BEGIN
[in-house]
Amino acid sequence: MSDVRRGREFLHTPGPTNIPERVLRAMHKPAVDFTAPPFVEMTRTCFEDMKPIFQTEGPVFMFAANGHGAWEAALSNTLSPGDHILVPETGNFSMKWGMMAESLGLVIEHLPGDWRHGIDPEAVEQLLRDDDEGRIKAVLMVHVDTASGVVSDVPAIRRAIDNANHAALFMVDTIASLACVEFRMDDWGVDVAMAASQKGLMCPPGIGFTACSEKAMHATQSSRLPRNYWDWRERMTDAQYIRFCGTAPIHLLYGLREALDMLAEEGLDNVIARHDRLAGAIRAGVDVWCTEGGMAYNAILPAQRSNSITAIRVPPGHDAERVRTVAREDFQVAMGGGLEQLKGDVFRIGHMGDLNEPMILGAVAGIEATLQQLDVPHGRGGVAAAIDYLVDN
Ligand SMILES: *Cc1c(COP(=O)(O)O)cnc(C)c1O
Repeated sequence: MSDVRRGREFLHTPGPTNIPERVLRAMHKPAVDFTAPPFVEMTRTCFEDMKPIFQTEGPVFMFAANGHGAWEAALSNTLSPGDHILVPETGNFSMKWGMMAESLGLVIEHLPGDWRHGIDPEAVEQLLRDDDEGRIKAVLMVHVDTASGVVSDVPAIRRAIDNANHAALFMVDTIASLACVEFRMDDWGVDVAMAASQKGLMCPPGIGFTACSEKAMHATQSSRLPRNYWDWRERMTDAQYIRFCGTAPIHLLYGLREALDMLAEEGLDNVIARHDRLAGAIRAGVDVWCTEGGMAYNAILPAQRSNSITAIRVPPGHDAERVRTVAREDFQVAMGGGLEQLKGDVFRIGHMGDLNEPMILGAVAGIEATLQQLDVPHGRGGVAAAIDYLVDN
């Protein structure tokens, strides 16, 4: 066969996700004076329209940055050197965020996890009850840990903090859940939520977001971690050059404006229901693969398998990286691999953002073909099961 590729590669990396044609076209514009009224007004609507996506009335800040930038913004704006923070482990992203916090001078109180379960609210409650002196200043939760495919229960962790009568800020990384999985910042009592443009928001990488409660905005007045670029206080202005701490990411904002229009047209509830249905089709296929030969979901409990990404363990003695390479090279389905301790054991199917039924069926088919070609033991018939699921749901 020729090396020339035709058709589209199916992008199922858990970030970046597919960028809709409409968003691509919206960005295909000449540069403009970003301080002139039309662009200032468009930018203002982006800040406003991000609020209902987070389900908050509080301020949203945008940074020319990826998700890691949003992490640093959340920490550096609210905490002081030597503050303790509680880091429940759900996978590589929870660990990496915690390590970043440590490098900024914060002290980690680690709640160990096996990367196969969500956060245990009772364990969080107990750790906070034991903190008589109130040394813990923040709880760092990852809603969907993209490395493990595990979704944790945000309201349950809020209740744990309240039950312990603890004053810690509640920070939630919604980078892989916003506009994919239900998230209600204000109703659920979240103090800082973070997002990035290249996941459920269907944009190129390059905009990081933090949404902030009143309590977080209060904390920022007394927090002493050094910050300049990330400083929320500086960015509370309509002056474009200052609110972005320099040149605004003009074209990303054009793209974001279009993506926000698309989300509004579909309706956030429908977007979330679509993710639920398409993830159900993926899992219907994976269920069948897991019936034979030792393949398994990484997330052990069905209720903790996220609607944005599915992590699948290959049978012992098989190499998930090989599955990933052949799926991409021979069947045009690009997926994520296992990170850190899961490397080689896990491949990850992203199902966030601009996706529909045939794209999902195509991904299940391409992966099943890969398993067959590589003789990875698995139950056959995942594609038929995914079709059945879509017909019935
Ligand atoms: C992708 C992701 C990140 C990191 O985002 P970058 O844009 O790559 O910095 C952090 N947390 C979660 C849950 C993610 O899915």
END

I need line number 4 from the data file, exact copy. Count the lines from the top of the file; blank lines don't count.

Repeated sequence: MSDVRRGREFLHTPGPTNIPERVLRAMHKPAVDFTAPPFVEMTRTCFEDMKPIFQTEGPVFMFAANGHGAWEAALSNTLSPGDHILVPETGNFSMKWGMMAESLGLVIEHLPGDWRHGIDPEAVEQLLRDDDEGRIKAVLMVHVDTASGVVSDVPAIRRAIDNANHAALFMVDTIASLACVEFRMDDWGVDVAMAASQKGLMCPPGIGFTACSEKAMHATQSSRLPRNYWDWRERMTDAQYIRFCGTAPIHLLYGLREALDMLAEEGLDNVIARHDRLAGAIRAGVDVWCTEGGMAYNAILPAQRSNSITAIRVPPGHDAERVRTVAREDFQVAMGGGLEQLKGDVFRIGHMGDLNEPMILGAVAGIEATLQQLDVPHGRGGVAAAIDYLVDN